As federal budget cuts gutted their program, officials running a Colorado Springs early childhood education nonprofit vowed not to "take it sitting down." Seven months later, some Head Start seats lost to sequestration of federal budget dollars are slowly being filled.
The Community Partnership for Child Development's campaign to raise $135,000 recently reached its halfway point - a mark that allowed the organization to open a donor-funded classroom while chipping away at its lengthy waiting list.
As of Wednesday, 386 children remained on the wait list for the nonprofit's programs, which include Head Start, Early Head Start and the Colorado Preschool Program.
It's an uncharacteristically low number because a new round of classes just started.
"We just decided that rather than accepting that as the way things had to be, that we were going to ask the community to invest in CPCD at a higher level than we had in the past," said Noreen Landis-Tyson, the organization's chief executive.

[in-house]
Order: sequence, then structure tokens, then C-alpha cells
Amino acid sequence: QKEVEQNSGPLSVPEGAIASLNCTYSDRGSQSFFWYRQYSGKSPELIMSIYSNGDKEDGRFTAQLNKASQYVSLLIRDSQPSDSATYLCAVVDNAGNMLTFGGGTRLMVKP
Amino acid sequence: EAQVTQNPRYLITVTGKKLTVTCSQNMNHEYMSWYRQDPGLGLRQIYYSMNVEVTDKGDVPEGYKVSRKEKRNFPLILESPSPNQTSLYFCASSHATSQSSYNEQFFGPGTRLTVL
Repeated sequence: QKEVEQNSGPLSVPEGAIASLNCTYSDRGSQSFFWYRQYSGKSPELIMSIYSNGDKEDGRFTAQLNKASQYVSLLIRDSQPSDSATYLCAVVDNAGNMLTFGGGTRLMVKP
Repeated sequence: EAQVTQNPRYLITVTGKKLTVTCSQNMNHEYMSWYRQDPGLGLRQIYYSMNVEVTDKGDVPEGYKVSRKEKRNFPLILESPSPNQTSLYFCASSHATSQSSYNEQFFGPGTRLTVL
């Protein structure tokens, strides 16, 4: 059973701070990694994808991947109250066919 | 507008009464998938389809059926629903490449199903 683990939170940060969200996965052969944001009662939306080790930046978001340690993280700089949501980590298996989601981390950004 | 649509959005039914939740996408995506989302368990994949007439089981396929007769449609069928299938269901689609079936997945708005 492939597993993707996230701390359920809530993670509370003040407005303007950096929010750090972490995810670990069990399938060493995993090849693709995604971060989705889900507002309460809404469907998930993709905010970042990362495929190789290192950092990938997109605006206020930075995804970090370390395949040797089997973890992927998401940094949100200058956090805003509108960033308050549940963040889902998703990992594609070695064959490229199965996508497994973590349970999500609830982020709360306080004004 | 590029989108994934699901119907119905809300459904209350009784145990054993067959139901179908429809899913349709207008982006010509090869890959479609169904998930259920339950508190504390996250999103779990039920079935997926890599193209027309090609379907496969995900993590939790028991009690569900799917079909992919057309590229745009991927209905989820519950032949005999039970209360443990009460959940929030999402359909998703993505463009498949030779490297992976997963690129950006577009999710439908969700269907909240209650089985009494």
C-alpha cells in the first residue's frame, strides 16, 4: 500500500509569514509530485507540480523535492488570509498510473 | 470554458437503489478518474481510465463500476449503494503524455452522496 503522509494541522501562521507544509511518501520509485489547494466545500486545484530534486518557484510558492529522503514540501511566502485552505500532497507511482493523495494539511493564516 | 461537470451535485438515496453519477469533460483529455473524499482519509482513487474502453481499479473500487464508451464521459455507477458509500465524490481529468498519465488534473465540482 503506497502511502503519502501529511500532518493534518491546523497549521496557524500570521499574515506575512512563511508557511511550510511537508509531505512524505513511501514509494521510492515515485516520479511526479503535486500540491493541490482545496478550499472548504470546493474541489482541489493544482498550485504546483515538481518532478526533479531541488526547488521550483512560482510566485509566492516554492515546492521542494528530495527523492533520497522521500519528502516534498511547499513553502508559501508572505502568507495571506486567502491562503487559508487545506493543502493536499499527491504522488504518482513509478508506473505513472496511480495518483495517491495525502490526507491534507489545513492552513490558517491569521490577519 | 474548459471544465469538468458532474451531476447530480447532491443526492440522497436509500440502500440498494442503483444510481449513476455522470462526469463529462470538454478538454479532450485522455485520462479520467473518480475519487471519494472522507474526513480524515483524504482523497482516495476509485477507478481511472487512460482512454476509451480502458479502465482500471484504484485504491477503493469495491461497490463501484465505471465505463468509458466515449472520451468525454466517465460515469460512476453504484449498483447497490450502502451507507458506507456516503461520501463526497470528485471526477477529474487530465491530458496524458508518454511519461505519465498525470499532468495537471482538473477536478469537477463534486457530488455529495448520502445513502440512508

In March, the organization lost about $550,000 in federal grants amid the automatic spending cuts known as sequestration, leading the nonprofit to cut 142 Head Start slots and eliminated 25 positions, mostly through attrition, said Becca Bishop, the nonprofit's spokeswoman.
Meanwhile, the organization's Head Start waiting list surged to more than 1,000 people, Landis-Tyson said.
A boost in funding from the Colorado Preschool Program allowed the nonprofit to bring back about 60 of those lost slots, Landis-Tyson said.
After that, the organization began raising its own money via the Fill A Seat Project, which sought has sold 141 chairs painted by children in Head Start classes.
The new donor-funded classroom differs slightly from other Head Start classes. Officials replaced a one of two teaching assistants with volunteers and decided to cater more to children in Manitou Springs and Cheyenne Mountain School District, which lack Head Start classes.
Nonprofit leaders also began using the classroom as a training ground for new Head Start teachers.
The key is sustainability - even if the organization hits its $135,000 goal and opens a second 16-seat classroom, it still has to find money for the classes next year.
"We hope to keep raising enough money each year to keep it open," Bishop said. "We'll see how that goes."
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